Some research, however, answered the “why” question. Although there were differences between the two Catholic high schools, the latter school was located in an area where the reception was the same when a visitor entered the public high school of that community as well. It stood to reason, then, that potential families may not have wanted to pay tuition when they saw “no significant difference” regarding how they were made to “feel” when they entered the school (and, to overemphasize the point, educators know all about what happens when the research shows “no significant difference”), even though the school had excellent academics, a safe and caring community, and offered a continued formation of the student’s faith…something that the public school couldn’t necessary boast about.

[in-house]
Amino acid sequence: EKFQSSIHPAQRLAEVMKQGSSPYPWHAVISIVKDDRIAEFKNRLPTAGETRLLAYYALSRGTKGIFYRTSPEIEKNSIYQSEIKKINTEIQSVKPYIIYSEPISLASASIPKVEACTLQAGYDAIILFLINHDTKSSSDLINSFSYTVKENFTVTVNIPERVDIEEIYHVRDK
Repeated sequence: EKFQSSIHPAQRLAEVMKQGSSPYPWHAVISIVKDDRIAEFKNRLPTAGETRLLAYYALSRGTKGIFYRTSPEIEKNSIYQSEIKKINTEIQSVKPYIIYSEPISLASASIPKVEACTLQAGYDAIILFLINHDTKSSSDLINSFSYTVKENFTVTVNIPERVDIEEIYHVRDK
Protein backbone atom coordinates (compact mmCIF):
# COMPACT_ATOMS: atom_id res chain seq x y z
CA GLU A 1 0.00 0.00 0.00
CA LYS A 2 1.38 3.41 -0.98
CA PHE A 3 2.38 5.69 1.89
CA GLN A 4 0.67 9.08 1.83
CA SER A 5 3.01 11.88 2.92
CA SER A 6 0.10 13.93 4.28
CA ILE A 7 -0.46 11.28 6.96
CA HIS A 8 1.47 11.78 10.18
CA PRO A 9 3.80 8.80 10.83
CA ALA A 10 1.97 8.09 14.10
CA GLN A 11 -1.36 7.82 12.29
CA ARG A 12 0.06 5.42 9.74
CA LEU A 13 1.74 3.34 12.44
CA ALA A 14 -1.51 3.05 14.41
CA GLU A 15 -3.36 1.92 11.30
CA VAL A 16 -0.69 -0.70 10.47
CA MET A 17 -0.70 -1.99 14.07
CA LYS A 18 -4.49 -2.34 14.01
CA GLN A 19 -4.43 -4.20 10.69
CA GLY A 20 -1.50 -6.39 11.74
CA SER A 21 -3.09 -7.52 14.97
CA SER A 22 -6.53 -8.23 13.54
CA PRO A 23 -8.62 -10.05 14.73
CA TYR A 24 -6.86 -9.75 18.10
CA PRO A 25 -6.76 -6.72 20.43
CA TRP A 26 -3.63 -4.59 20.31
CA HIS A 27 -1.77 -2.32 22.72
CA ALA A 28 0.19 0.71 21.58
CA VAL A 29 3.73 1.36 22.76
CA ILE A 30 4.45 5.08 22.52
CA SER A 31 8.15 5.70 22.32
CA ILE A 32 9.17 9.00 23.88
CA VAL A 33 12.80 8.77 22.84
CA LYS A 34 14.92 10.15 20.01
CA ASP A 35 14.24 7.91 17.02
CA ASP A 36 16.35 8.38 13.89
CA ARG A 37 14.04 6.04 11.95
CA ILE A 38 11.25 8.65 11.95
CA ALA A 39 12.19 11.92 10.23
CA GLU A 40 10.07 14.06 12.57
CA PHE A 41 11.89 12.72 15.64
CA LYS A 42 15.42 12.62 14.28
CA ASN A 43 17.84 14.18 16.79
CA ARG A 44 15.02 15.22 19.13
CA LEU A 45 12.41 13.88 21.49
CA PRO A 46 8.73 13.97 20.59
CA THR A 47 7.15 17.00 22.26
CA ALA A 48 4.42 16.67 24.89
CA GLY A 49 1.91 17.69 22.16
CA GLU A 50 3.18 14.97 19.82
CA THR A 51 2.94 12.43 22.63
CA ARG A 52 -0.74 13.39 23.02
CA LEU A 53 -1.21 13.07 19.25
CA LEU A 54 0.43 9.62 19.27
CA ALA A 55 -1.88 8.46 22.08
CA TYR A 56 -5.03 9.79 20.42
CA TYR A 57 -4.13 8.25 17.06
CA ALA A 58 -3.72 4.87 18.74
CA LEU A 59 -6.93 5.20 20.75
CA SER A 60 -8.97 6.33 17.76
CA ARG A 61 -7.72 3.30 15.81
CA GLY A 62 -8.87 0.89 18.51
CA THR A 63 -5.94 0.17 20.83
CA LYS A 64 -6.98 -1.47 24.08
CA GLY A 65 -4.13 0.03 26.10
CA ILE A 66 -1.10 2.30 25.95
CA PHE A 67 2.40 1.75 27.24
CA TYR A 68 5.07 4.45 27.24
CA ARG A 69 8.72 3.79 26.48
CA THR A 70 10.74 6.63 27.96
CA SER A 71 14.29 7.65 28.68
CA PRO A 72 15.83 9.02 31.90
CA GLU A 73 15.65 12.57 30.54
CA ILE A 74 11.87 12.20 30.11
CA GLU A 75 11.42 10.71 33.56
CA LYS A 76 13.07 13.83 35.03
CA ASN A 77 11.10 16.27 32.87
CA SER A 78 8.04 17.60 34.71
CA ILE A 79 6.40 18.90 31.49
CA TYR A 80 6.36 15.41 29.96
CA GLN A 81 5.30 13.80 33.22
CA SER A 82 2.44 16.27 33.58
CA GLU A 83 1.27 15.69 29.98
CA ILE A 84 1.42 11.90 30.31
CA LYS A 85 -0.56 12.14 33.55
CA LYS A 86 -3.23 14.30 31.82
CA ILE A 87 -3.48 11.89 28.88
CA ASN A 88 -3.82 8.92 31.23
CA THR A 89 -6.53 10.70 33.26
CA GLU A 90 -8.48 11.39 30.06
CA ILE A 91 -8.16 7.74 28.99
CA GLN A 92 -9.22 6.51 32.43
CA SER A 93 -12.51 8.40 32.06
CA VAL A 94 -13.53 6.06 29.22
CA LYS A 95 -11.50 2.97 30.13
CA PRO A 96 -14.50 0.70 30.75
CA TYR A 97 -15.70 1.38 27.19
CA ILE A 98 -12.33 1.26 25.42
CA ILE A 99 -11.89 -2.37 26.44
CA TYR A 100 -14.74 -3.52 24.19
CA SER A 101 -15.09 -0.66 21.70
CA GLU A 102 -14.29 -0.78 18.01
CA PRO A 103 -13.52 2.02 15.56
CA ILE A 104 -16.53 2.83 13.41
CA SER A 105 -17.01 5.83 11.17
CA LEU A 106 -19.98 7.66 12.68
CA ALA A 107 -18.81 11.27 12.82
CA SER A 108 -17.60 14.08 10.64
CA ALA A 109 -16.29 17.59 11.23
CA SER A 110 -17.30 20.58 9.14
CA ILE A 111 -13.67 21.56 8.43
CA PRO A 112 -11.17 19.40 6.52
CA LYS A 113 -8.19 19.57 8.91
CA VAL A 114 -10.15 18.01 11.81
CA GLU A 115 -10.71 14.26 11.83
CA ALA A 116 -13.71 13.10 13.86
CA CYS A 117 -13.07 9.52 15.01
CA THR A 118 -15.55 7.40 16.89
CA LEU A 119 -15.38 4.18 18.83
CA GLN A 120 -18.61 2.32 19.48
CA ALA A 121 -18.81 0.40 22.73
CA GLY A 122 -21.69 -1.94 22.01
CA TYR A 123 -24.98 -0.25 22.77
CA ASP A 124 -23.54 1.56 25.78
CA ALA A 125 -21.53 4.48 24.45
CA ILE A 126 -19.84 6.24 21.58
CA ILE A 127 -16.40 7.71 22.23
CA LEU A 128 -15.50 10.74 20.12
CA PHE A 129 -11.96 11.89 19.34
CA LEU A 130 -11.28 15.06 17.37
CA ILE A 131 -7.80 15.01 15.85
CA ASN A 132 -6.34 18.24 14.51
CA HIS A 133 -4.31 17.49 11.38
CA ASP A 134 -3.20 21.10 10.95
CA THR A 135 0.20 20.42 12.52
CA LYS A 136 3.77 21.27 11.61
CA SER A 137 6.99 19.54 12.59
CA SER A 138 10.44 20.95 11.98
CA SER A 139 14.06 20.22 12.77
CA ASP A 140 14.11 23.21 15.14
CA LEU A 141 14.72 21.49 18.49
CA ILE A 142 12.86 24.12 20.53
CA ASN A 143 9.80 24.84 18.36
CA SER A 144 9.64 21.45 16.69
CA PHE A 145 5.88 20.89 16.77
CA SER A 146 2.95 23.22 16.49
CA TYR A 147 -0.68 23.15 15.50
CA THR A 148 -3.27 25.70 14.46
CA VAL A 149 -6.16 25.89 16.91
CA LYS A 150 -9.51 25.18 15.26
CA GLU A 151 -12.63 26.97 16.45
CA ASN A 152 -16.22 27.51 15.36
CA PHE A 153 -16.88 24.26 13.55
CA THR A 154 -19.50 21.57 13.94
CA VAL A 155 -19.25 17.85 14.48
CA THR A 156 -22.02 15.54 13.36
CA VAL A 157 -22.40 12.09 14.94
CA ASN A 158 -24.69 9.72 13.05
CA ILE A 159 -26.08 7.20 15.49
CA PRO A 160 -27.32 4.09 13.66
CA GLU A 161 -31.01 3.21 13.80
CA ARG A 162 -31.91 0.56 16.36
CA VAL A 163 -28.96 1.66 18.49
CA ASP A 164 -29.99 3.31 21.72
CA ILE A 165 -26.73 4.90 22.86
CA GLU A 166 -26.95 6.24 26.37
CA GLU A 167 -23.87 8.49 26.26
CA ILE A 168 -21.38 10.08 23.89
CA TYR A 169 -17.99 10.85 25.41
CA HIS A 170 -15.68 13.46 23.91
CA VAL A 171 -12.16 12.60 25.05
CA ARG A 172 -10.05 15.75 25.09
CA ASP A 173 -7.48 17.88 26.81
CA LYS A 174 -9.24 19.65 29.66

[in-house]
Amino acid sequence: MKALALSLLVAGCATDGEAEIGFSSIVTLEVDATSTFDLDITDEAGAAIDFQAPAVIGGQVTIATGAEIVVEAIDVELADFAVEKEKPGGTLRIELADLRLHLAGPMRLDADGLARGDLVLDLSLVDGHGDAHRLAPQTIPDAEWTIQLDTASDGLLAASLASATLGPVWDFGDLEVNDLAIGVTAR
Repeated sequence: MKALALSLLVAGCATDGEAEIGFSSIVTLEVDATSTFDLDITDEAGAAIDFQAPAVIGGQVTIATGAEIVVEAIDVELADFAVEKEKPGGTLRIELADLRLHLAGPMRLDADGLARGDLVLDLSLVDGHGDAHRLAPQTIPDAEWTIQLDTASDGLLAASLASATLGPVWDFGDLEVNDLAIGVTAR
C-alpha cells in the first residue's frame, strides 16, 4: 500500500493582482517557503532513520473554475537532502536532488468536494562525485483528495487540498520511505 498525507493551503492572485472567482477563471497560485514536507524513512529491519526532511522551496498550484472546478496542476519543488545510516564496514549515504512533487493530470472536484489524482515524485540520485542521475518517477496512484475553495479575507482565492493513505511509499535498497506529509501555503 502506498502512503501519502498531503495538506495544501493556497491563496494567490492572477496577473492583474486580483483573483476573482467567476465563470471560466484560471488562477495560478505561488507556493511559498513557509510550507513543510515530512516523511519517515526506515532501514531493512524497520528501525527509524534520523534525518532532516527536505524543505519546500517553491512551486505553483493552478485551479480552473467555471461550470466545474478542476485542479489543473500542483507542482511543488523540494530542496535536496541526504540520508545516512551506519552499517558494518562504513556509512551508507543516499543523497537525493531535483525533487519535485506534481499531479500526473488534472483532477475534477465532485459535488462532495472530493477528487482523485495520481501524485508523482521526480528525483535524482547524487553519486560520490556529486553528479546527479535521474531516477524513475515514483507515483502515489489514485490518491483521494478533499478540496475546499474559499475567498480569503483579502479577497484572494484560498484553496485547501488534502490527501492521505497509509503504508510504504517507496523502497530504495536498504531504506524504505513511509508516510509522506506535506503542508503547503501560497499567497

It’s not good enough to know yourself and your school’s Opportunities, Weaknesses, Threats and Strengths (or OWTS); you also have to know your competition and their OWTSs too. Touting faith-based values, excellent academics and a caring environment won’t increase enrollment – unless others see that a remarkable difference is manifested in the actions of the school’s students, and other schools in the immediate marketplace don’t provide that experience. Certainly survey the parents of your school community, but focus on the families in the entry grade and the next higher one for your school (for instance, K and 1 in an Elementary School, or 9 and 10 in a High School. Perhaps 7 and 8 if your high school is a Junior/Senior High School). Dig a little deeper to probe for the differentiators that make your school unique in the marketplace to these families, or discover the processes that create the excellent academics, faith formation, or a safe and caring environment, and focus on how families experience those traits.